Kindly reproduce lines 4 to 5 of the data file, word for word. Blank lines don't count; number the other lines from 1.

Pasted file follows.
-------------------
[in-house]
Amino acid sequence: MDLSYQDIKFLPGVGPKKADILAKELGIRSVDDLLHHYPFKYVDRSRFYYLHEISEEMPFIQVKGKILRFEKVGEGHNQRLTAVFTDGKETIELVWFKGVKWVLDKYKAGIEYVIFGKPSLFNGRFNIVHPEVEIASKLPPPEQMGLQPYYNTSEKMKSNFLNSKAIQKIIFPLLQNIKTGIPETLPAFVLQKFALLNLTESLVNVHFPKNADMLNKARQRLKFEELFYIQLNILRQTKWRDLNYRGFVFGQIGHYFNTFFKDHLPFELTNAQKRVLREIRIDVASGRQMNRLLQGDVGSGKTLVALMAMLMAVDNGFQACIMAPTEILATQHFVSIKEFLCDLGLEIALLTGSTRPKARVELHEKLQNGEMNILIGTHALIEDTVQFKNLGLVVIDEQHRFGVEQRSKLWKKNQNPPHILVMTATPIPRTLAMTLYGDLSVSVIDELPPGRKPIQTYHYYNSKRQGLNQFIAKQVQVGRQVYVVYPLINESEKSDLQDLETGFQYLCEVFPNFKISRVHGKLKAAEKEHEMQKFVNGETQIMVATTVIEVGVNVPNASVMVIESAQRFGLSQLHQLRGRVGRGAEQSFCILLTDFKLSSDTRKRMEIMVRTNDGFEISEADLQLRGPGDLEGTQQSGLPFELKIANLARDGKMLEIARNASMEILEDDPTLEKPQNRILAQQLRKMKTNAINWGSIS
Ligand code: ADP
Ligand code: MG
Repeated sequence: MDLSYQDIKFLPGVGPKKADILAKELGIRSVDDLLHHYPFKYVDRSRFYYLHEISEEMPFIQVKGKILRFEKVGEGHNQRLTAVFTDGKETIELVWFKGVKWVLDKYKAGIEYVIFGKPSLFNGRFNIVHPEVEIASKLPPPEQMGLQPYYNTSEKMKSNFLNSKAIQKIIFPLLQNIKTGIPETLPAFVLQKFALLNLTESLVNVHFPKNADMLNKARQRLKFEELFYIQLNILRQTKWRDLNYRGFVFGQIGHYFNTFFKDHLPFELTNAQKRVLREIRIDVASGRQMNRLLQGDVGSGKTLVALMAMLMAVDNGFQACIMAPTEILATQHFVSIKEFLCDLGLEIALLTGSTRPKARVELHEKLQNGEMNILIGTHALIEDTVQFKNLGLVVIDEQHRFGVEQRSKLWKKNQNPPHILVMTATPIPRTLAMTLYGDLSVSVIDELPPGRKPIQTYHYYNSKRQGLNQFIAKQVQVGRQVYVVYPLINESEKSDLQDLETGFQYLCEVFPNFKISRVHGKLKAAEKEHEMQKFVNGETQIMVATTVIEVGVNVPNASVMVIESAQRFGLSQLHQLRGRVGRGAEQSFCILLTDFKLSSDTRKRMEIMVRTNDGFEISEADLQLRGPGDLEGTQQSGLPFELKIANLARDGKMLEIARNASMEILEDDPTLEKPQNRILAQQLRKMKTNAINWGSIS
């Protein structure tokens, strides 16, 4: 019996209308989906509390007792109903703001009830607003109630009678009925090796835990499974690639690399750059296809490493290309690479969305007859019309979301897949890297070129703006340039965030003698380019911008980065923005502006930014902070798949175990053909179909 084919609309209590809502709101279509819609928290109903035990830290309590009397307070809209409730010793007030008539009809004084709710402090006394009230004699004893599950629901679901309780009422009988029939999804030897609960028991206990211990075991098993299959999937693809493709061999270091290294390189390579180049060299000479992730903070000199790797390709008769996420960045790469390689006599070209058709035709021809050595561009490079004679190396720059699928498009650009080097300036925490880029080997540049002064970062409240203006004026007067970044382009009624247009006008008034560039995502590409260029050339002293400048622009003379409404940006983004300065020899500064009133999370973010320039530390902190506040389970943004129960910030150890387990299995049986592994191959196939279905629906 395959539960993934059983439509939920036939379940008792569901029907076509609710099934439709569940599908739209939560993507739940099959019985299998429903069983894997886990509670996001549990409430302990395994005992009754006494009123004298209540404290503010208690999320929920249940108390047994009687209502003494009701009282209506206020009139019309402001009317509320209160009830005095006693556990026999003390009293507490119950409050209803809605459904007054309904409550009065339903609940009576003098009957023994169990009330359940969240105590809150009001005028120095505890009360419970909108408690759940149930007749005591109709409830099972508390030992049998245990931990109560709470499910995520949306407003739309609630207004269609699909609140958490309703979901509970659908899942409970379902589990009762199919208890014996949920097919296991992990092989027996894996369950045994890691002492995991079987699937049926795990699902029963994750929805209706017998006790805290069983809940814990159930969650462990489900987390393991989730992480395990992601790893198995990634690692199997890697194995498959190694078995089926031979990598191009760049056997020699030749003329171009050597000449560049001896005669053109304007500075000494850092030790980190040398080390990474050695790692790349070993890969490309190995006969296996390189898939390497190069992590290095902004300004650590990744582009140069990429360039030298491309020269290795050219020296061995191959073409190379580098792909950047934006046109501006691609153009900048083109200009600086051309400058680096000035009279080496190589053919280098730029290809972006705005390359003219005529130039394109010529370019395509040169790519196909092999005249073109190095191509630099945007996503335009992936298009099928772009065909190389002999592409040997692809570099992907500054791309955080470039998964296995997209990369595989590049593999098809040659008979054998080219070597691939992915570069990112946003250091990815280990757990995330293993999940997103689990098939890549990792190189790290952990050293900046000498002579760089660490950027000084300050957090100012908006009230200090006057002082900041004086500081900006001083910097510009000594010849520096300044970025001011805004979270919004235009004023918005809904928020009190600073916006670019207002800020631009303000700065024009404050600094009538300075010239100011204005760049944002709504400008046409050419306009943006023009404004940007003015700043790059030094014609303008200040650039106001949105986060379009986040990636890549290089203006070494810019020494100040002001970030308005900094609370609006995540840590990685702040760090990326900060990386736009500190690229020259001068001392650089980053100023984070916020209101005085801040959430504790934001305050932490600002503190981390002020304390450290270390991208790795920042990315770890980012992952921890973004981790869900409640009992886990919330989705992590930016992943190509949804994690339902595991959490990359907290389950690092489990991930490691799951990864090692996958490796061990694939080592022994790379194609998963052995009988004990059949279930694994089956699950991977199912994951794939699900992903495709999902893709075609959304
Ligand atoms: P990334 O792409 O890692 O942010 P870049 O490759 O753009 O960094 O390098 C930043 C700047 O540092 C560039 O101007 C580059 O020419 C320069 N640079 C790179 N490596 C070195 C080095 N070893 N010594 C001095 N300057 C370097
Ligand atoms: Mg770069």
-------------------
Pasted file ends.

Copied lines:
Ligand code: MG
Repeated sequence: MDLSYQDIKFLPGVGPKKADILAKELGIRSVDDLLHHYPFKYVDRSRFYYLHEISEEMPFIQVKGKILRFEKVGEGHNQRLTAVFTDGKETIELVWFKGVKWVLDKYKAGIEYVIFGKPSLFNGRFNIVHPEVEIASKLPPPEQMGLQPYYNTSEKMKSNFLNSKAIQKIIFPLLQNIKTGIPETLPAFVLQKFALLNLTESLVNVHFPKNADMLNKARQRLKFEELFYIQLNILRQTKWRDLNYRGFVFGQIGHYFNTFFKDHLPFELTNAQKRVLREIRIDVASGRQMNRLLQGDVGSGKTLVALMAMLMAVDNGFQACIMAPTEILATQHFVSIKEFLCDLGLEIALLTGSTRPKARVELHEKLQNGEMNILIGTHALIEDTVQFKNLGLVVIDEQHRFGVEQRSKLWKKNQNPPHILVMTATPIPRTLAMTLYGDLSVSVIDELPPGRKPIQTYHYYNSKRQGLNQFIAKQVQVGRQVYVVYPLINESEKSDLQDLETGFQYLCEVFPNFKISRVHGKLKAAEKEHEMQKFVNGETQIMVATTVIEVGVNVPNASVMVIESAQRFGLSQLHQLRGRVGRGAEQSFCILLTDFKLSSDTRKRMEIMVRTNDGFEISEADLQLRGPGDLEGTQQSGLPFELKIANLARDGKMLEIARNASMEILEDDPTLEKPQNRILAQQLRKMKTNAINWGSIS